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UN Rejects Moscow's Peacekeeping Plan

But Russia may join multilateral operations

UNITED Nations Secretary-General Boutros Boutros-Ghali has declined to grant Russian troops the status of UN peacekeepers in the former Soviet Union, dealing a blow to Russia's perceived role as Big Brother to neighboring states in its former empire.

The UN refusal, which came during Mr. Boutros-Ghali's five-day visit to Moscow where he met with President Boris Yeltsin and Defense Minister Pavel Grachev, may also end Russia's hopes for receiving UN funds to finance its peacekeeping operations.

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Boutros-Ghali told the weekly Itogi television program Sunday that Russian troops could not become full UN peacekeepers since they had not been involved in such operations from the beginning.

``I don't see any obstacles for Russian troops to participate in peacekeeping operations on the territory of the former [Soviet Union] under the Russian flag,'' he said, adding that they could join UN-led operations there or act alongside UN forces.

He said Russian troops should make up not more than 20 to 30 percent of peacekeeping contingents. They would receive funding only if the UN retained political control over them.

UN rules demand that peacekeepers be comprised of multinational troops from neutral countries, and that they be under UN command.

Peacekeeping has become the priority of Russia's military following the Soviet collapse. Russia's new foreign policy aims to place Russia in the role of ``Big Brother'' to mediate conflicts in the ``near abroad,'' or former Soviet republics.

Russia has a battalion of 1,200 troops participating with UN forces in the former Yugoslavia, and 16,000 more are deployed as peacekeepers in former Soviet republics such as Moldova, Tajikistan, and Georgia.

But Moscow's critics see Russia's peacekeeping efforts as thinly disguised attempts to restore imperial rule. They agree that Russia can help end bloodshed, but warn that Russian troops may never leave.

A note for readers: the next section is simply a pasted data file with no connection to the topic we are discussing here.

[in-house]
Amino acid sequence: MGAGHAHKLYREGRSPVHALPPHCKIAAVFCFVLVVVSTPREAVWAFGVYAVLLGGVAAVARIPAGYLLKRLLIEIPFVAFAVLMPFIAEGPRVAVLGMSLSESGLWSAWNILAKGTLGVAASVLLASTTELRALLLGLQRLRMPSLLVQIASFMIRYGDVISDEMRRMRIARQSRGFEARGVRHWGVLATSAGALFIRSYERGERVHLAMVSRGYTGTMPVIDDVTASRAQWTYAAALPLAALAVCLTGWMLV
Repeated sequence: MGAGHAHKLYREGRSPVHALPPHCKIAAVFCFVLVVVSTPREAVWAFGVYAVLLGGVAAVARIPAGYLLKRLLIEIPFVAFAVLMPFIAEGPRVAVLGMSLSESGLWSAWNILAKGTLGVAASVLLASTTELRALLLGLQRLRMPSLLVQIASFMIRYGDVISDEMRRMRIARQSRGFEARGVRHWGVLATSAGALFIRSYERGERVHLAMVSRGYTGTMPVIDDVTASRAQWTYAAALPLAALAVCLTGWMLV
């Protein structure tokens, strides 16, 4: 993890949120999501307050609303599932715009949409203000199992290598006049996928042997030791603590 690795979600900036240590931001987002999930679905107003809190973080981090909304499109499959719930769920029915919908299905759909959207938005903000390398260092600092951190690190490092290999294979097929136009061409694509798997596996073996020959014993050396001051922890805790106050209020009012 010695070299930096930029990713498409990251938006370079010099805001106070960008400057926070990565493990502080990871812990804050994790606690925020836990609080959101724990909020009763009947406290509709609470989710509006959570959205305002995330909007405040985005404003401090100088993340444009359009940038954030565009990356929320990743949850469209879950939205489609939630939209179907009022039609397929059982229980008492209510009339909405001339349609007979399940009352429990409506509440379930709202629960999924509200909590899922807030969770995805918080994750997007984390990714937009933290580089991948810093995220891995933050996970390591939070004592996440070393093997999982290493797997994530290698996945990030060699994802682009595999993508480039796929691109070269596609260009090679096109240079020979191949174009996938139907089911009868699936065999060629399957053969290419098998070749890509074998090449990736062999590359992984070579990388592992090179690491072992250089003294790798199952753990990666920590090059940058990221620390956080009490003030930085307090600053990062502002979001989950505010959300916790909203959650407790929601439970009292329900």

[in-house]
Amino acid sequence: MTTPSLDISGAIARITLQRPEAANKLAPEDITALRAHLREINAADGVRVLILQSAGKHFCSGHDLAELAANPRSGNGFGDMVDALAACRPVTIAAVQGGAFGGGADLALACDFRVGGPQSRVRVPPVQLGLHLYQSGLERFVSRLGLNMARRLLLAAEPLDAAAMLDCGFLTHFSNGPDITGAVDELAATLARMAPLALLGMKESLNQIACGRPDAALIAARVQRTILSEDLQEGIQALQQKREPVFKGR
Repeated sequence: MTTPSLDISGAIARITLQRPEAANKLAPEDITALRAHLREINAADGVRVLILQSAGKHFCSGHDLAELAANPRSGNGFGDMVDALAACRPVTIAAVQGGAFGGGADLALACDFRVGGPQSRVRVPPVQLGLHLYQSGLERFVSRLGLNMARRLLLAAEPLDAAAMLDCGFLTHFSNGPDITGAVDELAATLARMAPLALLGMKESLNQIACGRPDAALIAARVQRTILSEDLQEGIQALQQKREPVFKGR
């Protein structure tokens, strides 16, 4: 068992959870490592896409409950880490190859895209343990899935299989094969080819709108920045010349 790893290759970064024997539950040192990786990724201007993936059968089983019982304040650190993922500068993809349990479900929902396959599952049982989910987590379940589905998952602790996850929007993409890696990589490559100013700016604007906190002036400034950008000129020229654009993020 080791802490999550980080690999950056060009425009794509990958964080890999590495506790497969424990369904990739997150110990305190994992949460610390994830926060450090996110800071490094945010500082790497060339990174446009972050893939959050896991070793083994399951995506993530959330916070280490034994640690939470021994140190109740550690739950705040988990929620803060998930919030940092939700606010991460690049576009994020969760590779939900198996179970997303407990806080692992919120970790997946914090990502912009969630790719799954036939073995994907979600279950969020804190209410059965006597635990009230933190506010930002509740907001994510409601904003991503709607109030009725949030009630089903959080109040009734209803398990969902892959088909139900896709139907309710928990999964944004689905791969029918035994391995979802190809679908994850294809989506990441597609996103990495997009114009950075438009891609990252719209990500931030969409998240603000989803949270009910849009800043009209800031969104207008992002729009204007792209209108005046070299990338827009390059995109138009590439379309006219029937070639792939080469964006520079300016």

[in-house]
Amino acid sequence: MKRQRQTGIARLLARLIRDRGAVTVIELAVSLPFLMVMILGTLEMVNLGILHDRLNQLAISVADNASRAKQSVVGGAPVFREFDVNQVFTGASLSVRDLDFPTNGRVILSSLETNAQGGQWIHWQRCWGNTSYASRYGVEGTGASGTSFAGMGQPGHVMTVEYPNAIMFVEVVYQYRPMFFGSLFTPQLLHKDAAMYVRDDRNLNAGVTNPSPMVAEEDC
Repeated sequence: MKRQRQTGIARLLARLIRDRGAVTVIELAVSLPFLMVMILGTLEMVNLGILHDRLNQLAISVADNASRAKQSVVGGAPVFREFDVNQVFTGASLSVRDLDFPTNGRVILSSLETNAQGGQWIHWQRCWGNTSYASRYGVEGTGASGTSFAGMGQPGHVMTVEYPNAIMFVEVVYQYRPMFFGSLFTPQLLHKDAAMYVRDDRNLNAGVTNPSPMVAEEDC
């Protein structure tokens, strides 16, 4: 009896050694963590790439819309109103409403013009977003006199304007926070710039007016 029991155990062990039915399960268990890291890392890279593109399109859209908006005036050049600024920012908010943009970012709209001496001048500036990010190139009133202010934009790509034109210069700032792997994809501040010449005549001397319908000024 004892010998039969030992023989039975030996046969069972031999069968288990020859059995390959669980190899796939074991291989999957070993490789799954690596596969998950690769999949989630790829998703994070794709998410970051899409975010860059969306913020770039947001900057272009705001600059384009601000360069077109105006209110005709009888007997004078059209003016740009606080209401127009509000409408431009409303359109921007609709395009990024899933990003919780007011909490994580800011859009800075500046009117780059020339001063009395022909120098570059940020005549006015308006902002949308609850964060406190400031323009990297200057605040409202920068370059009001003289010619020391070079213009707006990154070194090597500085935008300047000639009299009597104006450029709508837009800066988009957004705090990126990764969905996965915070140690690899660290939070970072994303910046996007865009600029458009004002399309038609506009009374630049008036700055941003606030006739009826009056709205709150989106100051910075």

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Worries about Russia's possible imperialist ambitions have been heightened by the rise of ultranationalist Vladimir Zhirinovsky. A leading contender in the 1996 Russian presidential race, he has advocated restoring Russia's imperial borders.

President Yeltsin told reporters before meeting with Boutros-Ghali that the ``world situation has changed significantly over the last two years. There are no opposing blocs and the role of the UN has significantly increased.''

Seeking to calm Western fears, Foreign Minister Andrei Kozyrev said he understood how turning Russian troops into peacekeepers could set a dangerous precedent, paving the way for other countries to send troops into neighboring states and then ask to be granted UN peacekeeper status.

General Grachev, who has lobbied for the status, linked the UN's reluctance to budgetary problems. Critics, however, say the mediating body cannot sanction operations on former Soviet territory where Russia may be inclined to take sides.

Col. Gen. Georgy Kondratyev, the military commander of Russia's peacekeeping operations, told the Red Star military newspaper that Russia's peacekeepers on border areas ``guarantee stability on these territories, which is vitally important for the Russian state and its citizens, 25 million of whom reside in the near abroad.''

In talks with Grachev yesterday, Boutros-Ghali thanked Russia for its peacekeeping efforts in the former Yugoslavia. Grachev said the praise was ``especially important'' at a time when Russia is accused of harboring ``imperial ambitions.''

He also said yesterday's signing of peace agreements between the former Soviet republic of Georgia and its rebellious Abkhazia region highlighted successes of both UN and Russian diplomacy.

The rich Black Sea region broke away from Georgia last year, and fighting to reclaim it has taken more than 3,000 lives and turned about 200,000 ethnic Georgians into refugees. The agreements call for a cease-fire and returning refugees to Abkhazia.

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